Also available were white boards for people to write different messages celebrating the day. We had a variety of messages including some of manufacturing displaying that they make life saving products everyday (I work at a healthcare company) whilst my friend proudly displayed that she was the only female IT support in the UK. I used my message board for a more simple, general message.
How did you celebrate International Women’s Day?
Over a year and a half has passed since Always released their #LikeAGirl campaign and it remains one of my favourite marketing campaigns. The advert brilliantly demonstrates how it has become normal for society to associate feminine qualities with weakness by showing different generations portraying what they think it means to do an activity ‘like a girl’.
The campaign aligns itself perfectly with their target market of women, managing to tackle an important social issue whilst subtly promoting their brand. By positioning themselves as compassionate and supportive for girls and women, the viewer is prompted to place trust in the brand and the products they have on offer.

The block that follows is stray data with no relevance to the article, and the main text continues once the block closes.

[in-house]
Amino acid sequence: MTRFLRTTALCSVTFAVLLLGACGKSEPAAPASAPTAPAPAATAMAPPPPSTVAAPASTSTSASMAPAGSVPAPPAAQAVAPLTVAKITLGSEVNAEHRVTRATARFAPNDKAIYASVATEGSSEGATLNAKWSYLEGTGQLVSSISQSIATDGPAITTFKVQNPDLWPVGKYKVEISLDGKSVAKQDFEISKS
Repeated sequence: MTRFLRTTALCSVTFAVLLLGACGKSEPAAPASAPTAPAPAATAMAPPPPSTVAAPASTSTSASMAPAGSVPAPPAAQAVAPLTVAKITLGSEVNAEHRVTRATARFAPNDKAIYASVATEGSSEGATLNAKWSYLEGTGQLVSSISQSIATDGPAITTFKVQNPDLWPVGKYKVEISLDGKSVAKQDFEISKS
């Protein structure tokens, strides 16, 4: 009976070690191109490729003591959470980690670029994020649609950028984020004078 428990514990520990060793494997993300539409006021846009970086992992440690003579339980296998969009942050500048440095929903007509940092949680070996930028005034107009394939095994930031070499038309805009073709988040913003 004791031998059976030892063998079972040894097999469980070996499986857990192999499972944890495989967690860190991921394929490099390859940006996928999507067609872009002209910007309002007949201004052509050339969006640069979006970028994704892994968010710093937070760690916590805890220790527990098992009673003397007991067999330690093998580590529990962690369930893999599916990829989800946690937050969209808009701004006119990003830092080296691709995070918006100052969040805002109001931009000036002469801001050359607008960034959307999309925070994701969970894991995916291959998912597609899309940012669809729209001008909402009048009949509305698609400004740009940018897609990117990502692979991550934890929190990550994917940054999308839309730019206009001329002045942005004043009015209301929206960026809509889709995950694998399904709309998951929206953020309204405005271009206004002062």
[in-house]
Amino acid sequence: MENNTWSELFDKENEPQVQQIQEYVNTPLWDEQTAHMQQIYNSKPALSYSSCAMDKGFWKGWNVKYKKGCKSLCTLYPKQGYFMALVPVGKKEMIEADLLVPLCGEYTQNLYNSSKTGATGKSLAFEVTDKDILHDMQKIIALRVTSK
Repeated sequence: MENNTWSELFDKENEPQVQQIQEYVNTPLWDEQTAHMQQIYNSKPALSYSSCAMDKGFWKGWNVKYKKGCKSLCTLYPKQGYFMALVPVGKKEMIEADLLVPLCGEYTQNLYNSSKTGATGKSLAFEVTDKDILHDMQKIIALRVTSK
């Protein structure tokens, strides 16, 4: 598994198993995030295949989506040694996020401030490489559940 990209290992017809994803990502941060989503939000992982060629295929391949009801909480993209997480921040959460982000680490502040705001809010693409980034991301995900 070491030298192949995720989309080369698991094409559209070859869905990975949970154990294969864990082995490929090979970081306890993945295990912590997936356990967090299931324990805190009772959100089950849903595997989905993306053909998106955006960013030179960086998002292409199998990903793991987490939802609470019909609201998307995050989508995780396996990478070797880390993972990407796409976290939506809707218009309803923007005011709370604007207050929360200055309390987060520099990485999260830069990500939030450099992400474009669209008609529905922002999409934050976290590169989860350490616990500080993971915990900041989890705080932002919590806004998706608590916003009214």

It is interesting to see the young boy’s reaction to the interviewer when asked if he thinks he insulted his sister; ‘No, I mean, yeah… insulted girls, but not my sister’. This adds another thinking point to the campaign making the viewer consider who it is they could be damaging or limiting when making a derogatory slur towards women. A professional in work may make a rude comment towards their female colleagues and think nothing of it however would they react differently if they witnessed their mother, sister, wife or friend belittled or patronised because of their gender? The campaign, whilst promoting Always, manages to guide the viewer to think about the issue in a bigger context.